Tuesday, 14 December 2010
Nearly finished Kubrick's filmography now - just Killer's Kiss and Eyes Wide Shut to go.
This was brilliant, early, restrained Kubrick, just as he was about to turn into brilliant, later, over-the-top Kubrick. I've never read the book, so couldn't compare the two, but the screenplay was written by Nabokov anyway so it has to be authentic.
Famously shot - again - in Britain, Kubrick does a decent job of pretending to be in middle America, except for the exterior scenes of pebble dashed detached house that are unmistakably English. Never mind.
James Mason was astonishing. He must have relished this role, something to get his teeth into with Humbert Humbert's particular brand of desperate depravity. I love James Mason at the best of times (and agree with Eddie Izzard that God MUST have Mason's voice) but he was a real treat to watch here, veering from aloof and respectful, to cunning and manipulative. You feel at once sickened and sorry for the man, given that happiness could be his except happiness is in the shape of a young - too young - girl.
Seller's play Quilty, and when you booked Seller's you really got Seller's. The Rough Guide to film states his performance had "all the nuanced subleties of a Looney Tunes cartoon". Harsh, but true. Regardless I like Sellers and never have a problem with his over the top performances, often finding his desperate gurning and mania can veer into something truly pathetic... in a good way.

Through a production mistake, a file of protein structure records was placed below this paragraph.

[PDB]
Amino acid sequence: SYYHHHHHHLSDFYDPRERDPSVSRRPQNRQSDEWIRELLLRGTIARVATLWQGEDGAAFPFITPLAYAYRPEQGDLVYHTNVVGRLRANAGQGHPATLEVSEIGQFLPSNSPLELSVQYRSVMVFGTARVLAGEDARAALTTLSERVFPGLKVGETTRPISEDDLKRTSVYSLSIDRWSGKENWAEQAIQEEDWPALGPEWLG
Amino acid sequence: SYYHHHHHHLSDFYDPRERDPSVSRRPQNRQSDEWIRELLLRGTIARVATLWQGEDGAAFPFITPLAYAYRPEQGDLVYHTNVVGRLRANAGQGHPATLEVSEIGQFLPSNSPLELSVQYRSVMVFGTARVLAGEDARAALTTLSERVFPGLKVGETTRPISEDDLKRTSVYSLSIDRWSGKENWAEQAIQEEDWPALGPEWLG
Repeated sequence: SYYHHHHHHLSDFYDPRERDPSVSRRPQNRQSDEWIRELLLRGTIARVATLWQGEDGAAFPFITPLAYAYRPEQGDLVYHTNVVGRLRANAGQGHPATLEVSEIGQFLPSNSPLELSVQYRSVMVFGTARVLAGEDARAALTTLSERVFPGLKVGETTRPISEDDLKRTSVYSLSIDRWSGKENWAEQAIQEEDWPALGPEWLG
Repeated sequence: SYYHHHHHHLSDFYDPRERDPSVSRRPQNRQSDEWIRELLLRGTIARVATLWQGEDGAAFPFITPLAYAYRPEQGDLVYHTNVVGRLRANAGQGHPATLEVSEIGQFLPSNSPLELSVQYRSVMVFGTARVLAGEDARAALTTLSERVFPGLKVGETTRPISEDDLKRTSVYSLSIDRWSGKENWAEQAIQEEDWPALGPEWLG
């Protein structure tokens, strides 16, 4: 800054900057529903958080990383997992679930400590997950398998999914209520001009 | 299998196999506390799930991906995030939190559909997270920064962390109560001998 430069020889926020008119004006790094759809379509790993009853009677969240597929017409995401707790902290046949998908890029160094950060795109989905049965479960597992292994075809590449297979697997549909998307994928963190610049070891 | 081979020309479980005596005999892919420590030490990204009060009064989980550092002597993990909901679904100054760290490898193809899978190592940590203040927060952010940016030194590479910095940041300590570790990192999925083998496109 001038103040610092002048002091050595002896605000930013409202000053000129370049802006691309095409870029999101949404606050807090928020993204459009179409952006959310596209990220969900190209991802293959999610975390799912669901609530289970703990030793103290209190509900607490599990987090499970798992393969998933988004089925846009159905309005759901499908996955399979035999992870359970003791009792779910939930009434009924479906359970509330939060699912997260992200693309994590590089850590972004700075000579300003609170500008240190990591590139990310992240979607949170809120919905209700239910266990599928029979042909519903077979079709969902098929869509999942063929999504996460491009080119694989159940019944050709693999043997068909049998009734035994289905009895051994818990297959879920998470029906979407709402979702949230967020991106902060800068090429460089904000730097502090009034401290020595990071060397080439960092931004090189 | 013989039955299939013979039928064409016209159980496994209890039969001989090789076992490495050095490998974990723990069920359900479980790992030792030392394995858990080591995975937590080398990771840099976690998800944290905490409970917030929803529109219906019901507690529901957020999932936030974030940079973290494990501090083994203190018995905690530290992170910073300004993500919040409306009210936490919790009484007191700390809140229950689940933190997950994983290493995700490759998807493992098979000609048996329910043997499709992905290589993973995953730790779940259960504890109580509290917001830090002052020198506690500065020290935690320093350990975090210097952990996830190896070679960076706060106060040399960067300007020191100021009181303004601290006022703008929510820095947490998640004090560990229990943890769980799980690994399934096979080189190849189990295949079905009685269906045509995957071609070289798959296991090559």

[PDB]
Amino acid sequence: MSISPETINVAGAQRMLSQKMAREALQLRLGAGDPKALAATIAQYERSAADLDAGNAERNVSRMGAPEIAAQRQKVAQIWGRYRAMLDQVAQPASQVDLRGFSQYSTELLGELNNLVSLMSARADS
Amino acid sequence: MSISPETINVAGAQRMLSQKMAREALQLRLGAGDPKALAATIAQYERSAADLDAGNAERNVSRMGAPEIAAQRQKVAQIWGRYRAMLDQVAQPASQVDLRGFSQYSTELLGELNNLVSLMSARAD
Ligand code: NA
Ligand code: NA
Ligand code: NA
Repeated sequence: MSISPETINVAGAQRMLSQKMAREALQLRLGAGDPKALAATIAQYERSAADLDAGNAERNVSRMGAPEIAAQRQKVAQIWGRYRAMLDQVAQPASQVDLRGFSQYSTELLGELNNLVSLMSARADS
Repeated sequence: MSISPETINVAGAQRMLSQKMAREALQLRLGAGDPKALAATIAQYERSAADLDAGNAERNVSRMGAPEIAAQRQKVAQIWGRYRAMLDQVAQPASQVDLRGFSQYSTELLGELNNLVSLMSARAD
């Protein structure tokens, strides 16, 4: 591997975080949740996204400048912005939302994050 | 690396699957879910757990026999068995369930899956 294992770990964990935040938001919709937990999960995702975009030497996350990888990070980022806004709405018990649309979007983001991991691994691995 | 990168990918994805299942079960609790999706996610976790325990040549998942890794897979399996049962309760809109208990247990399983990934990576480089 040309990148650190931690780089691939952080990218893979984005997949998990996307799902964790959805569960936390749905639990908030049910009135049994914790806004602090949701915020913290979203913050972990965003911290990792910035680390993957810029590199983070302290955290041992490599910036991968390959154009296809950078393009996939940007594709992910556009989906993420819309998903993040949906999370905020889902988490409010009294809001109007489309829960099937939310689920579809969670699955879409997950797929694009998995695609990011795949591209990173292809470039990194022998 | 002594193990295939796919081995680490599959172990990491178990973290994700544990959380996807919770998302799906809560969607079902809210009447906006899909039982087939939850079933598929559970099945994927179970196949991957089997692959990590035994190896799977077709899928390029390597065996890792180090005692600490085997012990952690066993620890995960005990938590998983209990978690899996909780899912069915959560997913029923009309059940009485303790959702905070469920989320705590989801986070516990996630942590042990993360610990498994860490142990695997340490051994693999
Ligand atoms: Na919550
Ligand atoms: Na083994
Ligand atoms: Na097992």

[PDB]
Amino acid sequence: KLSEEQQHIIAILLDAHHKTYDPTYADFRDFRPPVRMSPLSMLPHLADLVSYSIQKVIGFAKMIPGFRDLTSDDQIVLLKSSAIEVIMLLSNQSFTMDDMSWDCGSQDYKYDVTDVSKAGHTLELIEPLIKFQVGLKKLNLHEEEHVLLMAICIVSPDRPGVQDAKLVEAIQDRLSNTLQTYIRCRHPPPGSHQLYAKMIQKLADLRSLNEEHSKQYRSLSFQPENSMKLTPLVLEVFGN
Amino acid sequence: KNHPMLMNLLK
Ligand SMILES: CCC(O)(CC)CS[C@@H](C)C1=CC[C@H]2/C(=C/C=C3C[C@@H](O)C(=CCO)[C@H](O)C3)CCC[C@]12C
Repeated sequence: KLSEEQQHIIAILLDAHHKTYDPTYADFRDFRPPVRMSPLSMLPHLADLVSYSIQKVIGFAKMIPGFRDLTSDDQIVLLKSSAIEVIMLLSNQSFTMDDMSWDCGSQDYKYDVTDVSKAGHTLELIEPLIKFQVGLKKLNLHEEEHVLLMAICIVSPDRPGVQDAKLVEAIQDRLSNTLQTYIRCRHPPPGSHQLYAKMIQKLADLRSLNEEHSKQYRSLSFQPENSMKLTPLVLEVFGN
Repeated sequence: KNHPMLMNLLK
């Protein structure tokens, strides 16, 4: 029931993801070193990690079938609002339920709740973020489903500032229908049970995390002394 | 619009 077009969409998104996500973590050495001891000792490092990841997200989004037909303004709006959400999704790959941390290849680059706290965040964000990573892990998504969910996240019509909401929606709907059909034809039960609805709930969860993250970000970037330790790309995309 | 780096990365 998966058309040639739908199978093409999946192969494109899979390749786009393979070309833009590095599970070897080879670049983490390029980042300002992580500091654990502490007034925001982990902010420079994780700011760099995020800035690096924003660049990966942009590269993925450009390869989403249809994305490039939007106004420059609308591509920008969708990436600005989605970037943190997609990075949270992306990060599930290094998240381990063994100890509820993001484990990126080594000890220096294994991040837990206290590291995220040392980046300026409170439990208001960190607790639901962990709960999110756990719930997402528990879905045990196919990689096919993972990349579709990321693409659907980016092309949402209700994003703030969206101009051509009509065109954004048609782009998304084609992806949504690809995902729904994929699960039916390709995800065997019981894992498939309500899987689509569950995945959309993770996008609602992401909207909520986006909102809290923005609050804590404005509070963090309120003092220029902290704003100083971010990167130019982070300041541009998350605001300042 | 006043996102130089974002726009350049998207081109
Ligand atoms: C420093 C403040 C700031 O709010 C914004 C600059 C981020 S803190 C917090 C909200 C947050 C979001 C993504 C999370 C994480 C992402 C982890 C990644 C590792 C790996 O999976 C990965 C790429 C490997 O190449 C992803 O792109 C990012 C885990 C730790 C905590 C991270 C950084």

Kubrick had a particular fascination with casting comedic/manic actors in his films: the sergeant in full metal jacket, Jack, Alex, all 3 versions of Seller's in Dr Strangelove, Leonard Rossiter in Barry Lyndon. Its easy for accusations of coldness to stick when one's film career has a vein of unhinged characters running through it, but Sellers brought an unearthly third party into Humbert's solopsism which was entirely necessary to the film.